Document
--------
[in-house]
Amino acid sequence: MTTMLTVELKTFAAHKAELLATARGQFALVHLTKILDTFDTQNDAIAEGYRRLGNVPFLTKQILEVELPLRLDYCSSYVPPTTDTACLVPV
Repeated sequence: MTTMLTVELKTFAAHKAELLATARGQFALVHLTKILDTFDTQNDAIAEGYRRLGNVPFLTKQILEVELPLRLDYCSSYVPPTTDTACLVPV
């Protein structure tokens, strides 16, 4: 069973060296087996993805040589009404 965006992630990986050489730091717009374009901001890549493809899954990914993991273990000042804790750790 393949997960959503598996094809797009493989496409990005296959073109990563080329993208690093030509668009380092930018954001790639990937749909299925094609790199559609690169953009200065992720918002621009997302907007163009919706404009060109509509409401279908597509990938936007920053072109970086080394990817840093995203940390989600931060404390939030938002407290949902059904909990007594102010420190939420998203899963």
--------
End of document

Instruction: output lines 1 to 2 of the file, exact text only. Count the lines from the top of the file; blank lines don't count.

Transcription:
[in-house]
Amino acid sequence: MTTMLTVELKTFAAHKAELLATARGQFALVHLTKILDTFDTQNDAIAEGYRRLGNVPFLTKQILEVELPLRLDYCSSYVPPTTDTACLVPV